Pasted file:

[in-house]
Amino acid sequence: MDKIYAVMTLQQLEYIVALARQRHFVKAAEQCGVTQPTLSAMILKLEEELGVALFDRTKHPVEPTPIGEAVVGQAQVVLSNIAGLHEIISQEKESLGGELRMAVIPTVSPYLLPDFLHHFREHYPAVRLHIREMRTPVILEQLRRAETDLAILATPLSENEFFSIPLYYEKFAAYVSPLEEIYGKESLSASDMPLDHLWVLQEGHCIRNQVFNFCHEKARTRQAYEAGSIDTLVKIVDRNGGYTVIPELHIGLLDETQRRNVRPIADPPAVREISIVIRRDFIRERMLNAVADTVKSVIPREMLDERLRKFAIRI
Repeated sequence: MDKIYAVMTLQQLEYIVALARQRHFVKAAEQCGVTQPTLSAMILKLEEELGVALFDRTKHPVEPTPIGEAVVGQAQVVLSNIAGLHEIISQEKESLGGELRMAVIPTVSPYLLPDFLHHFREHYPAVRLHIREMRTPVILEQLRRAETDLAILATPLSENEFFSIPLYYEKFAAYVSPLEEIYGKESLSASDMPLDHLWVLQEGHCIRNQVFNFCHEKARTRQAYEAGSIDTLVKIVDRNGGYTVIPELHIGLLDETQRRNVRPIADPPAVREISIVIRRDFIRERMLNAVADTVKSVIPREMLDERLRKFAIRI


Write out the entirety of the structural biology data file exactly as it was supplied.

[in-house]
Amino acid sequence: MDKIYAVMTLQQLEYIVALARQRHFVKAAEQCGVTQPTLSAMILKLEEELGVALFDRTKHPVEPTPIGEAVVGQAQVVLSNIAGLHEIISQEKESLGGELRMAVIPTVSPYLLPDFLHHFREHYPAVRLHIREMRTPVILEQLRRAETDLAILATPLSENEFFSIPLYYEKFAAYVSPLEEIYGKESLSASDMPLDHLWVLQEGHCIRNQVFNFCHEKARTRQAYEAGSIDTLVKIVDRNGGYTVIPELHIGLLDETQRRNVRPIADPPAVREISIVIRRDFIRERMLNAVADTVKSVIPREMLDERLRKFAIRI
Repeated sequence: MDKIYAVMTLQQLEYIVALARQRHFVKAAEQCGVTQPTLSAMILKLEEELGVALFDRTKHPVEPTPIGEAVVGQAQVVLSNIAGLHEIISQEKESLGGELRMAVIPTVSPYLLPDFLHHFREHYPAVRLHIREMRTPVILEQLRRAETDLAILATPLSENEFFSIPLYYEKFAAYVSPLEEIYGKESLSASDMPLDHLWVLQEGHCIRNQVFNFCHEKARTRQAYEAGSIDTLVKIVDRNGGYTVIPELHIGLLDETQRRNVRPIADPPAVREISIVIRRDFIRERMLNAVADTVKSVIPREMLDERLRKFAIRI